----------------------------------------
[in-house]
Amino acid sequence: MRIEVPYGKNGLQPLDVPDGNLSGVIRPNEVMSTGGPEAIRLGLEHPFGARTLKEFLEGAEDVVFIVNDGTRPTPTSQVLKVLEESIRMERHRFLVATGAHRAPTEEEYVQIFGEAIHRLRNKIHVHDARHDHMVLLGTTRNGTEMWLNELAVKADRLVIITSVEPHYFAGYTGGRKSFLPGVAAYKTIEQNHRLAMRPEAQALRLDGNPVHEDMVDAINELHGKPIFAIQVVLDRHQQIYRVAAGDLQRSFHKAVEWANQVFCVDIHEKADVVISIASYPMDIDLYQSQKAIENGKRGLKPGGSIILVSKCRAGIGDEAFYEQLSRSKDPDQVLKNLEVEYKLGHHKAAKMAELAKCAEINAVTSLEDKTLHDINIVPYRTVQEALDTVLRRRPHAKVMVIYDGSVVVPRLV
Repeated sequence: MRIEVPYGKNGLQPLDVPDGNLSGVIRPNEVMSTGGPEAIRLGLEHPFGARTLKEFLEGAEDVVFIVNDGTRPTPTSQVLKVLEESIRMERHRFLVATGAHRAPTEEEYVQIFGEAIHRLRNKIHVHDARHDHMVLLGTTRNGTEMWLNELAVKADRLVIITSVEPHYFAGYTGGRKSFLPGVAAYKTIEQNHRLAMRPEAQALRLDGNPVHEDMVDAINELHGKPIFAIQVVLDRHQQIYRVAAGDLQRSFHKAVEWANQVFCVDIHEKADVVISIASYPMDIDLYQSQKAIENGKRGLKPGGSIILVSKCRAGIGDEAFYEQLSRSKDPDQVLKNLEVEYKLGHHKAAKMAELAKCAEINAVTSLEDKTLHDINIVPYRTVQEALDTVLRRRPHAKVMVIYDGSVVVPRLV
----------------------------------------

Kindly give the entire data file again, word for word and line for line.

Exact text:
[in-house]
Amino acid sequence: MRIEVPYGKNGLQPLDVPDGNLSGVIRPNEVMSTGGPEAIRLGLEHPFGARTLKEFLEGAEDVVFIVNDGTRPTPTSQVLKVLEESIRMERHRFLVATGAHRAPTEEEYVQIFGEAIHRLRNKIHVHDARHDHMVLLGTTRNGTEMWLNELAVKADRLVIITSVEPHYFAGYTGGRKSFLPGVAAYKTIEQNHRLAMRPEAQALRLDGNPVHEDMVDAINELHGKPIFAIQVVLDRHQQIYRVAAGDLQRSFHKAVEWANQVFCVDIHEKADVVISIASYPMDIDLYQSQKAIENGKRGLKPGGSIILVSKCRAGIGDEAFYEQLSRSKDPDQVLKNLEVEYKLGHHKAAKMAELAKCAEINAVTSLEDKTLHDINIVPYRTVQEALDTVLRRRPHAKVMVIYDGSVVVPRLV
Repeated sequence: MRIEVPYGKNGLQPLDVPDGNLSGVIRPNEVMSTGGPEAIRLGLEHPFGARTLKEFLEGAEDVVFIVNDGTRPTPTSQVLKVLEESIRMERHRFLVATGAHRAPTEEEYVQIFGEAIHRLRNKIHVHDARHDHMVLLGTTRNGTEMWLNELAVKADRLVIITSVEPHYFAGYTGGRKSFLPGVAAYKTIEQNHRLAMRPEAQALRLDGNPVHEDMVDAINELHGKPIFAIQVVLDRHQQIYRVAAGDLQRSFHKAVEWANQVFCVDIHEKADVVISIASYPMDIDLYQSQKAIENGKRGLKPGGSIILVSKCRAGIGDEAFYEQLSRSKDPDQVLKNLEVEYKLGHHKAAKMAELAKCAEINAVTSLEDKTLHDINIVPYRTVQEALDTVLRRRPHAKVMVIYDGSVVVPRLV